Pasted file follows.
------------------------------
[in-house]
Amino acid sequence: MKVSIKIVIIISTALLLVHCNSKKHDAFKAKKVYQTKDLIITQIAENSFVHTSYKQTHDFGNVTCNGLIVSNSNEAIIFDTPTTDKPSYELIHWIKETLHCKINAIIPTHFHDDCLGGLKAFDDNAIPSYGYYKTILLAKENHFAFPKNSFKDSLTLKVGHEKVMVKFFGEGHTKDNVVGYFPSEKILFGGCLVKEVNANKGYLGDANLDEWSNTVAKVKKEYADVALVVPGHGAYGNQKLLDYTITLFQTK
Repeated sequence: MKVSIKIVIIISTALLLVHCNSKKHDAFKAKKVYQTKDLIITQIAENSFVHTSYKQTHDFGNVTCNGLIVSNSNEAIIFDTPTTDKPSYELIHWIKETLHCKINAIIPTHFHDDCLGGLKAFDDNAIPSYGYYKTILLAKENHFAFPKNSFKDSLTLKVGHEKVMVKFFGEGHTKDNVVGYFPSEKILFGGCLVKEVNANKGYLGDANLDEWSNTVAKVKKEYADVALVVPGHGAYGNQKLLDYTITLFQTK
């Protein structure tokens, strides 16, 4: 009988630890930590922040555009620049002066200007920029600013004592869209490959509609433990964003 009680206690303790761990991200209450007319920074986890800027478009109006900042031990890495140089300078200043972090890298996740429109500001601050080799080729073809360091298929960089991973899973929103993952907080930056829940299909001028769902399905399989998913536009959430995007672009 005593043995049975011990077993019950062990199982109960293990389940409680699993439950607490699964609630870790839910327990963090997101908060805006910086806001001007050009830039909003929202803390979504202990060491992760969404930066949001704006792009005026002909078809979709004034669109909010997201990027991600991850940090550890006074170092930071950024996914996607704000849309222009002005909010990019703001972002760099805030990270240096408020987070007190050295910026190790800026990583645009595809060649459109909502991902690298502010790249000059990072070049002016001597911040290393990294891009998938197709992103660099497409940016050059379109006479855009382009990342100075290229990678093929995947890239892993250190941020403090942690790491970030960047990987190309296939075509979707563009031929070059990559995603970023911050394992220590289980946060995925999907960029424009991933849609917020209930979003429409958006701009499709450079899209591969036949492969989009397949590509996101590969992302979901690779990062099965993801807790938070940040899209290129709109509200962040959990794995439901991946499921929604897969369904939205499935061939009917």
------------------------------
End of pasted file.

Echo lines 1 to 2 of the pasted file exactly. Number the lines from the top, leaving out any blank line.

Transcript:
[in-house]
Amino acid sequence: MKVSIKIVIIISTALLLVHCNSKKHDAFKAKKVYQTKDLIITQIAENSFVHTSYKQTHDFGNVTCNGLIVSNSNEAIIFDTPTTDKPSYELIHWIKETLHCKINAIIPTHFHDDCLGGLKAFDDNAIPSYGYYKTILLAKENHFAFPKNSFKDSLTLKVGHEKVMVKFFGEGHTKDNVVGYFPSEKILFGGCLVKEVNANKGYLGDANLDEWSNTVAKVKKEYADVALVVPGHGAYGNQKLLDYTITLFQTK